A U.Va. richer in black culture|
Photo by Andrew Shurtleff
| As director of the Luther
P. Jackson Black Cultural Center,
La TaSha Levy initiated several innovative programs and
brought prominent speakers to U.Va., including comedian
and civil rights activist Dick Gregory.
By Brandon Marshall Miller
As a high school student, La TaSha Levy decided against applying to the University
of Virginia. She saw it as a traditional, conservative and perhaps even racist
place. She didn’t think she’d fit in.
So she disregarded the recommendations of her high school
counselors to apply to a number of prominent,
predominately white institutions, including U.Va.,
and enrolled instead at Hampton University.
wanted to go to a historically black college, and I wanted
to avoid the issue of racism that I thought was prevalent
at predominately white institutions,” said
Levy, who grew up in Washington, D.C.
But after two years at Hampton, Levy decided to leave.
She was disappointed in her experience there,
though she realizes now that her expectations
I was expecting an African-centered curriculum, and it was Euro-centric,” she
said. “I also thought it would be a place where all black people had unified
goals. But realizing that that wasn’t the case wasn’t a bad thing.
I learned that black people are not monolithic, and we have different interests
At the suggestion of her god-brother, Mark Troy Holbrook
she transferred to U.Va. in 1998.
told me it would be a good fit for me,” Levy said, “and that with
the school’s tradition of student self-governance, I could shape my experience
here. I found that to be true.”
The University’s welcoming environment was a pleasant surprise to Levy,
and her fears of social hostility and academic neglect were allayed by the presence
and programming of the Office of African-American Affairs and several black faculty
members, including M. Rick Turner, dean of the Office of African-American Affairs,
and Ishmail Conway, Upward Bound Program coordinator.
Levy designed her third and fourth years to her liking.
She launched the Griot Society (a support organization
for students majoring in
And she organized an Afro-centric tour of Washington, D.C., which
of African-American Affairs continues to offer.
In 2001, a year after graduating with a bachelor’s degree in African and
African-American Studies, Levy was hired by the Office of African-American Affairs
as director of the Luther P. Jackson Black Cultural Center.
asked La TaSha to be director of programming because of
her maturity, especially her cultural maturity, and her
potential to broaden the University’s cultural
vision,” Turner said. “Her cultural insights have not only benefited
the Office of African-American Affairs, but the University as a whole. I knew
she would be good, but she’s been much more valuable than I had anticipated.”
Levy’s innovative programs include “Food for Thought,” a biweekly
lunchtime discussion on various topics; “Black Screen,” an African
or African-American movie screening and discussion, also biweekly; and “Sister
to Sister,” a biweekly roundtable discussion for black women students on
identity, image and sexuality.
She brought speakers to the University for the annual
celebration of the life of Dr. Martin Luther
King Jr. – including, most recently, the comedian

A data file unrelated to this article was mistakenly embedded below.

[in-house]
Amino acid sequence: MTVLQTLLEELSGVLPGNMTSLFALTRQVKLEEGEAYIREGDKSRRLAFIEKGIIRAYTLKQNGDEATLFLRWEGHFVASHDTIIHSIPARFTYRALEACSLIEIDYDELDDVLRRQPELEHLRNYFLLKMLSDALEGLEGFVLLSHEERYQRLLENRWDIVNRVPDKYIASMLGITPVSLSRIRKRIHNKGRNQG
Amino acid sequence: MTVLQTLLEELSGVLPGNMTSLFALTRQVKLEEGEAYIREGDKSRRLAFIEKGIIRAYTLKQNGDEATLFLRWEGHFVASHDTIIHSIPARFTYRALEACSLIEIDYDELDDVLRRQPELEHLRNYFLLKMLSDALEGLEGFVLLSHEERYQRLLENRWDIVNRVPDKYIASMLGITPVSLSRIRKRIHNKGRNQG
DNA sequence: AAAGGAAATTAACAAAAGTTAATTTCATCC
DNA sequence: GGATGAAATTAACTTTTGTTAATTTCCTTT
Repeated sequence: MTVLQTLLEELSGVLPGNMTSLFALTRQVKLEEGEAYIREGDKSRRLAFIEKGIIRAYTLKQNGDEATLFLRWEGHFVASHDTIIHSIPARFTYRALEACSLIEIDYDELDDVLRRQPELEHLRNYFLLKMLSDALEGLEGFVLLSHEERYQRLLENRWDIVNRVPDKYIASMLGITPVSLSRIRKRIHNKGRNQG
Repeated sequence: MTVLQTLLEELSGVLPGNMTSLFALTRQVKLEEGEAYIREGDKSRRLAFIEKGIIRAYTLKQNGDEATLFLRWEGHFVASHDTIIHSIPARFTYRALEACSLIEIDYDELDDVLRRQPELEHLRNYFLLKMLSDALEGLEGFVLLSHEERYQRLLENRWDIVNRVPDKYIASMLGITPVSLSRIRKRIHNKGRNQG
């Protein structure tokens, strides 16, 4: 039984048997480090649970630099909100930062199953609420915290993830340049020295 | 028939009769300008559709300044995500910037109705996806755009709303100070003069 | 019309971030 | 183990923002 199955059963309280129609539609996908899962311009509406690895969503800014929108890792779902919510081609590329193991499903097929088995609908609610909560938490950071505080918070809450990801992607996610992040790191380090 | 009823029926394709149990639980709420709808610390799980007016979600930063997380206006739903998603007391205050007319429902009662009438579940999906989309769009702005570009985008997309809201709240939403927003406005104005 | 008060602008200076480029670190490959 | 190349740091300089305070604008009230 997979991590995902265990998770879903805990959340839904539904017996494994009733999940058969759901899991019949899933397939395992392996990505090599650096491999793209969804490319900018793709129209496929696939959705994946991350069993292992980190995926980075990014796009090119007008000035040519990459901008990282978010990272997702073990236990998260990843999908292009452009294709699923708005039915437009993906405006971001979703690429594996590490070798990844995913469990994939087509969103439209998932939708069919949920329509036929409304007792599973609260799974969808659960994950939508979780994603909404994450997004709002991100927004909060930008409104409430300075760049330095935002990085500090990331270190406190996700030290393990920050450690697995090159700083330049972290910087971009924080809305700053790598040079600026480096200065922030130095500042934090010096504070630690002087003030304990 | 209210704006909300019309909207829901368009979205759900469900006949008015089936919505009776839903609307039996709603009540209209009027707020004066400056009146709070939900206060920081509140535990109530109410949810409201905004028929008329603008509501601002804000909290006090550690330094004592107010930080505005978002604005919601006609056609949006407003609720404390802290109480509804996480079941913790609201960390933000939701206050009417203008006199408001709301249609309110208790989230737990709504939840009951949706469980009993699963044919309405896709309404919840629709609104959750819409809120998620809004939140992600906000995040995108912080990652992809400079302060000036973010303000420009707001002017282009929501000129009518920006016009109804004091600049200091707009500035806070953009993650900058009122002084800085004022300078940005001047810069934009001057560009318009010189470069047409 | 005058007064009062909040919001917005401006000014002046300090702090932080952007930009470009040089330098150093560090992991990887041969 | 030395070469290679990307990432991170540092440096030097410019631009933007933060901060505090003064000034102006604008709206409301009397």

and civil rights activist Dick Gregory — and has encouraged students to
assume greater roles in planning and organizing the event.
She also has served as a student mentor, especially to
black student leaders. Her experience in programming, expertise
willingness to help out have made her an important asset
for students wishing to make changes
was important for me to offer consistent programming and
opportunities every week for students to learn about and
discuss current issues relating to black
communities, and racial issues at U.Va.,” said Levy, who has enjoyed her
directorship, but will leave the University to begin a graduate program in Africana
Studies at Cornell University this fall.
Though she’s leaving the Grounds, her footprints will remain — footprints
that have helped to strengthen the University’s ties to the local community,
according to Pat Lampkin, vice president for student affairs.
TaSha’s creativity and leadership have benefited the University in important
ways,” Lampkin said. “The programs she has brought to Grounds have
built strong bridges within the Charlottesville community, and they have introduced
us to major figures, vital topics and worthwhile questions.”
of her work, there has been a marked increase in U.Va.’s exposure
to a wide variety of black professional and intellectual elites, and a rise in
consciousness regarding national issues and inter-racial relations, all of which
have enhanced U.Va.’s already-rich environment,” said Myra Franklin,
president of the Black Student Alliance.
Franklin also appreciates Levy’s personal warmth.
provided moral support in times of need, and was a positive
reinforcer in times of success,” Franklin said. “She criticized us when necessary,
but most of all she helped us grow. Over the years, her support and guidance
have taught me that I can do anything I wish to do in life, though I may struggle.”
Levy plans to keep her options open until after
she earns an advanced degree.
don’t want to be boxed into one thing,” Levy said. “I would
love to teach at a university, but I also want to organize educational institutions
in black communities that will help to socialize our children and supplement
Turner said that his office is conducting
a national search for Levy’s
replacement and plans to have someone on board by Aug. 1.